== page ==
ASH 2017: Practical Aspects of Implementing CAR T Therapy for Blood Cancer Patients


The story of CAR-T, which burst onto the scene in 2013, continues to build with 125 studies and presentations this year at ASH.

Initially, CAR-T (Chimeric Antigen Receptor-T cells) was developed for childhood leukemia but now it is in development for myeloma and other blood cancers as well as solid tumor cancer.  However, the toxicities with this therapy are getting a high priority as the research moves forward.

In order to mitigate the side effects, which have caused three deaths in trials as well as lesser problems such as fevers, an initiative at MD Anderson called CARTOX has come to fruition.

This program involves several departments within the institution to cover all possibilities.  Over 1,600 staff have been trained so far on standardizing the assessment and management of neurotoxicity, Cytokine Release Syndrome (CRS) and all other adverse events associated with CAR-T.  Also, a national protocol for accreditation of centers who provide this treatment FACT –the Foundation for Accreditation of Cellular Therapy, has industry and government support.  Accreditation includes inspection of procedures for everything from collection of patient samples, to transportation, manufacture and return to the patient of the CAR-T therapy to ensure safety.

Dr. Shannon Maude emphasizes that the patient responses to this therapy are so dramatic that the toxicity challenges are worth the results. The two main categories of toxicity are Acute and Chronic.  The acute issues are cytopenia (low cell counts), cytokine release syndrome, and neurotoxicity, while the chronic problems are B-cell aplasia (organ damage), and cytopenia.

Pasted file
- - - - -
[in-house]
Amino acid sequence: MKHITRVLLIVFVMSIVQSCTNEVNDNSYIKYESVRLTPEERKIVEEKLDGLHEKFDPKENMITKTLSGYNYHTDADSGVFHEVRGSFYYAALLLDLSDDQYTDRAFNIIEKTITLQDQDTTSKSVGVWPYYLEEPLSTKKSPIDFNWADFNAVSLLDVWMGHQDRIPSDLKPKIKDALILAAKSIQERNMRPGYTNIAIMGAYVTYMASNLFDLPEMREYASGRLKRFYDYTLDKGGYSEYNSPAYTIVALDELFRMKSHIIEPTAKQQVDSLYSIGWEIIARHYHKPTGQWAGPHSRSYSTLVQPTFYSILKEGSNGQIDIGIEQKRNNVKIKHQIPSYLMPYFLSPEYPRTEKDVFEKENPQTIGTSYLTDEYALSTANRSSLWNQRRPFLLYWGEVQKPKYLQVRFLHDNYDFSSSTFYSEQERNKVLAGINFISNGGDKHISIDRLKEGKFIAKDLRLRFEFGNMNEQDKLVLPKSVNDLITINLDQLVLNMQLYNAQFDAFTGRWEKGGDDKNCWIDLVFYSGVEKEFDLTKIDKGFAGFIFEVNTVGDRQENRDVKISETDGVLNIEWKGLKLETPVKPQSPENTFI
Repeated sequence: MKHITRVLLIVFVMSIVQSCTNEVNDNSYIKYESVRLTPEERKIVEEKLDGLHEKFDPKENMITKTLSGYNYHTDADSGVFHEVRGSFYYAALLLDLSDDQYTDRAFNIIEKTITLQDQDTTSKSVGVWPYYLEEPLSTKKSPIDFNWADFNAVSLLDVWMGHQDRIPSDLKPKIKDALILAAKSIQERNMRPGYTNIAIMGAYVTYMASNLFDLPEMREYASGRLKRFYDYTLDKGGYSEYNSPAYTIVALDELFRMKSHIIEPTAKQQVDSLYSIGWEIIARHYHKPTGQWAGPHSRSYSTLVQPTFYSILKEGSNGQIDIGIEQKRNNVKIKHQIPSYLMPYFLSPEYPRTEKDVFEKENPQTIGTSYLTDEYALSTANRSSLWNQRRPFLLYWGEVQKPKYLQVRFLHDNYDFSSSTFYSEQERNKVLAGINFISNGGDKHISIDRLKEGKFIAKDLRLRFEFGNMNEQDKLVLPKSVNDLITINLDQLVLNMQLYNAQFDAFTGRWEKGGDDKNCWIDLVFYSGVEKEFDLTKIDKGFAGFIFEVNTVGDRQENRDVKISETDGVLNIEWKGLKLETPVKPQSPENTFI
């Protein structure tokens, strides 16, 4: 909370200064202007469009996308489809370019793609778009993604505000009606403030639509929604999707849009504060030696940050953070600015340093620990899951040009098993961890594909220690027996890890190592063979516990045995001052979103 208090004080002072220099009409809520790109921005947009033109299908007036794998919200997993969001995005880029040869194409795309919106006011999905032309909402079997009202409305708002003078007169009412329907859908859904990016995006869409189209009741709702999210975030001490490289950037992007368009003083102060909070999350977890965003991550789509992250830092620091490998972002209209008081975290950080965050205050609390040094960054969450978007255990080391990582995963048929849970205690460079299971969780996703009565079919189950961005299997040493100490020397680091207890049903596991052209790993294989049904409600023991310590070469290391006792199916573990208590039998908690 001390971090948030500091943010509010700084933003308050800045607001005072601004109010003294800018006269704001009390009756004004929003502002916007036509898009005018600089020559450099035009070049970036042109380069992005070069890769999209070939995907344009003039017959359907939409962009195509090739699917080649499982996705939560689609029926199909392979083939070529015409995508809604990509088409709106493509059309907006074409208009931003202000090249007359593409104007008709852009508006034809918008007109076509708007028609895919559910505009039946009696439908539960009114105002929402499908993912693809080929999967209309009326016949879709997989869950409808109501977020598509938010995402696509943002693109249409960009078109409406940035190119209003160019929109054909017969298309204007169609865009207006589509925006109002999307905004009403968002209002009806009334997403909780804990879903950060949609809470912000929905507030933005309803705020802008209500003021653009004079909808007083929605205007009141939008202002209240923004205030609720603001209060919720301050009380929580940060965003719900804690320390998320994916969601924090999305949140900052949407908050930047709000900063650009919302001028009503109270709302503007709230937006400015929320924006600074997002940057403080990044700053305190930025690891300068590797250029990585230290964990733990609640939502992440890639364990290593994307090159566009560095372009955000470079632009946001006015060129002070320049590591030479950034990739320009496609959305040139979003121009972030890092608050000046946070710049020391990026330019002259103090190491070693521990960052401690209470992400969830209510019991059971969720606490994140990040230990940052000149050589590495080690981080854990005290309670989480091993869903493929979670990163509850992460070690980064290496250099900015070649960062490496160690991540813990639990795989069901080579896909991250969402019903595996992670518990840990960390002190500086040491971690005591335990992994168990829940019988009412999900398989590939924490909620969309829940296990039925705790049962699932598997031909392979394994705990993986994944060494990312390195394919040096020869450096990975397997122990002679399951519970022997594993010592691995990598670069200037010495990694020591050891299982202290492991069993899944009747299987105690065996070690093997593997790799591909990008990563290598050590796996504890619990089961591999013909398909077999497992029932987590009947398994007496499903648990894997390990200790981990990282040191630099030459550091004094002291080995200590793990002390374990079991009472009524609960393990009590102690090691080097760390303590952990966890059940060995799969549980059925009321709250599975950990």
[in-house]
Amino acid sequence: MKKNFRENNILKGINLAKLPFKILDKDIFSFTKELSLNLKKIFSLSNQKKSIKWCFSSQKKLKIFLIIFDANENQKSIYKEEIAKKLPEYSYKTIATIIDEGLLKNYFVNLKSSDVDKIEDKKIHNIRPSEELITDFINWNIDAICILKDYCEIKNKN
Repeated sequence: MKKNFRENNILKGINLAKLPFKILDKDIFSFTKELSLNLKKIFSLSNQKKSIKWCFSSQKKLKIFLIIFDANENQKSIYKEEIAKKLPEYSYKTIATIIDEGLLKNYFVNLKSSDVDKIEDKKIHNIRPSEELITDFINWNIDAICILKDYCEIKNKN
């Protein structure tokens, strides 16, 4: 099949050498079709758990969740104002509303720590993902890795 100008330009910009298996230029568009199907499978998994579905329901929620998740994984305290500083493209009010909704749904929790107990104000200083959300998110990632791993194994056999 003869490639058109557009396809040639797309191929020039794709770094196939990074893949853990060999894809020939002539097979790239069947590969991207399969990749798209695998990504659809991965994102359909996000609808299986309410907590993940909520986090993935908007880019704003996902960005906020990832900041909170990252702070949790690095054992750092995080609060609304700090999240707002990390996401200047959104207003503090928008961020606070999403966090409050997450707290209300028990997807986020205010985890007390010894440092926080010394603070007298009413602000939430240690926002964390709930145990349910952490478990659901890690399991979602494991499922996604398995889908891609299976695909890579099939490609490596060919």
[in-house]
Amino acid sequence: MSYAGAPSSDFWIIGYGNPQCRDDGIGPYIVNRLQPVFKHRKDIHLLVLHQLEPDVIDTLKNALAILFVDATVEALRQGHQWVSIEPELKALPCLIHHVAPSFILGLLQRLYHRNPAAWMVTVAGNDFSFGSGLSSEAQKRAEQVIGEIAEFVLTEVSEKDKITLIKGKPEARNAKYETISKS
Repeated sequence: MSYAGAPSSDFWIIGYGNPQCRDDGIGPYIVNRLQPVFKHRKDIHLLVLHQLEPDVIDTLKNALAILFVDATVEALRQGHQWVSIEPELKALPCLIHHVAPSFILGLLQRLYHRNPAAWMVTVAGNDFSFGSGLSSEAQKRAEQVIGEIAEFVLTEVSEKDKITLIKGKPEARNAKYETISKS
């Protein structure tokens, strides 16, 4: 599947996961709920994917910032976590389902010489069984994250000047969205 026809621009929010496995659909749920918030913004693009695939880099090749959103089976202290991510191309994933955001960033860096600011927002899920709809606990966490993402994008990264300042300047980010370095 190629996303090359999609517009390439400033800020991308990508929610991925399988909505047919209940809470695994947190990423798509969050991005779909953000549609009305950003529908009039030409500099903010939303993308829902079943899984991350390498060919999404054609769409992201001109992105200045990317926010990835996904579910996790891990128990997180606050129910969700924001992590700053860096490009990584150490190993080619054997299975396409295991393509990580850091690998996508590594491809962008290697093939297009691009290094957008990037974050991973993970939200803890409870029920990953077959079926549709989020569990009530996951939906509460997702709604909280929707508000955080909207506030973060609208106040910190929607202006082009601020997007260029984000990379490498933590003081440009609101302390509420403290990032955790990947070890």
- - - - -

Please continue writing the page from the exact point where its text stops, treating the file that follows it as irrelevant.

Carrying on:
The medical community is also on alert for additional long-term, theoretical adverse events.

Then, the elephant in the room is cost.  In 1979 a month’s supply of cancer drugs cost $129.  Today it is well over $9,000 per month.  The first CAR-T therapy is priced at $475,000.  With many CAR therapies in development to treat millions of patients potentially, this is clearly unsustainable, Dr. Maude stated.

So, while there is no solution to this problem so far, it is not stopping progress on this potential curative therapy.






About Author

Eric Hansen

Eric Hansen had just retired when he and his wife Jeanne received his diagnosis of multiple myeloma in March 2012. At that time, his prognosis was between three to four years. Eric had both a stem cell transplant and radiation and suffered through two infections and double pneumonia. He is quick to note, though, that he still enjoys “the fun stuff,” particularly vacations with Jeanne and fishing for salmon. Eric has learned a few lessons about being a cancer patient: Get connected, find credible websites, become knowledgeable, put your own team together, and be your own advocate. His prognosis is now seven to 10 years. As he puts it, “Science is moving quickly on cancer. I need to run to keep up with it.”

Leave A Reply

Please enter the correct captcha code to verify that you are human.